Architect Rem Koolhaas likes to play with planes and volumes Photo: C. Eaton
Architect Colin Eaton offers a rebuttal to Richard Hesse’s description of the interior of the new Paris restaurant Le Dauphin, designed by Pritzker Prize-winning Dutch architect Rem Koolhaas and Clément Blanchet, as cold, noisy and cramped.
I agree with Richard Hesse’s comments – mostly. In relation to the food, absolutely. In relation to the noise levels, quite probably. In relation to the interior space, definitely not. What a space it is! Rem Koolhaas and his associate Clément Blanchet have created a celebration of white Cararra marble: the floor, walls and ceiling are lined with it.
To some it may seem cold and simplistic, but as an architect practicing in the area of restaurant design, I know firsthand how hard – how terribly hard – it is to achieve the “simple.” External factors outside the control of our architects’ wand – such as heating and ventilation, music systems, coffee machines and advertising signs, to name but a few – more often than not invade our purist aspirations and dilute that clear and simple initial concept.
Not at Le Dauphin! The purity has been carried through with rigor. I’ve eaten there twice, both times in the late evening, and Richard Hesse may be right about the marble being cold in the daytime, especially in the dull gray winter light, but at night – reflecting streetlights, car headlights and candlelight – it glows warmly.
An interesting detail created by the architect that may not be immediately evident to everyone’s notice is that the projecting pilasters or column surfaces on the side walls
Sculptural wooden stools add to the pleasing effect of Rem Koolhaas’s interior. Photo: C. Eaton
and the back wall are covered from top to bottom with mirrors, reflecting the activity on the street and adding visual depth to the space, belying its tiny size. The centrally placed, horseshoe-shaped bar, crafted from solid wood, and the sensuous, sculptural wooden stools add to the pleasing effect.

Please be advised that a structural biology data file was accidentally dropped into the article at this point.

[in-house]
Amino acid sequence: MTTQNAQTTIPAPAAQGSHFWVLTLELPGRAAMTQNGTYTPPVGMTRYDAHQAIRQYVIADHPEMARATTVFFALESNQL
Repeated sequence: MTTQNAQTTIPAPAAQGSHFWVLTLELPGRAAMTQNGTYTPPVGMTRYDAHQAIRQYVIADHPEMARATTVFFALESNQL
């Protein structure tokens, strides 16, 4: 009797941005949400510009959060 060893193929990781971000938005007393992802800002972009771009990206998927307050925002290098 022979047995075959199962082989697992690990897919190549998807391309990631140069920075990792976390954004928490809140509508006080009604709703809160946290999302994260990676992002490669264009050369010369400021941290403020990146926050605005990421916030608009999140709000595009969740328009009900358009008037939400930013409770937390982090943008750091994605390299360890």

I always investigate the restroom to critique its design, and Le Dauphin’s is a celebration of white glazed tiles with gray grouting, all meticulously lined up. Great precision was exercised here in the way materials join, turn corners and line up.
I enjoy the way Rem Koolhaas plays with planes and volumes. His Casa da Musica in Porto, Portugal, plays on volumes in a similar way and enriches them with a variety of internal cladding materials. One space is entirely clad in glazed, patterned clay tiles and would make a great tapas bar itself.
I do wonder whether it is possible for Le Dauphin to maintain its architectural purity or whether various pollutants – signage, bar paraphernalia, coat stands, newspapers, the daily workings of a restaurant – will eventually dilute it and break the translation from architectural concept to physical reality.
During my first visit to Le Dauphin, I was also reminded of the American Bar in Vienna, designed in 1908 by Austrian architect Adolf Loos. There, too, a small space was imbued with rich detailing and surfaces, with cleverly placed mirrors reflecting the space. While incorporating a much more varied tapestry of materials, it still manages to accommodate the practical necessities of the bar’s daily workings a century later. Let’s hope Le Dauphin survives that long.
Le Dauphin: 131, avenue Parmentier, 75011 Paris. Métro: Goncourt. Tel.: 01 55 28 78 88. Nearest Vélib station: 140, avenue Parmentier. Open Tuesday-Friday for lunch and dinner, Saturday for dinner only. Fixed-price lunch menu: €27 (three courses). Tapas in the evening: €5-€12 per serving.
Reader Reaction: Click here to respond to this article (your response may be published on this page and is subject to editing).
© 2011 Paris Update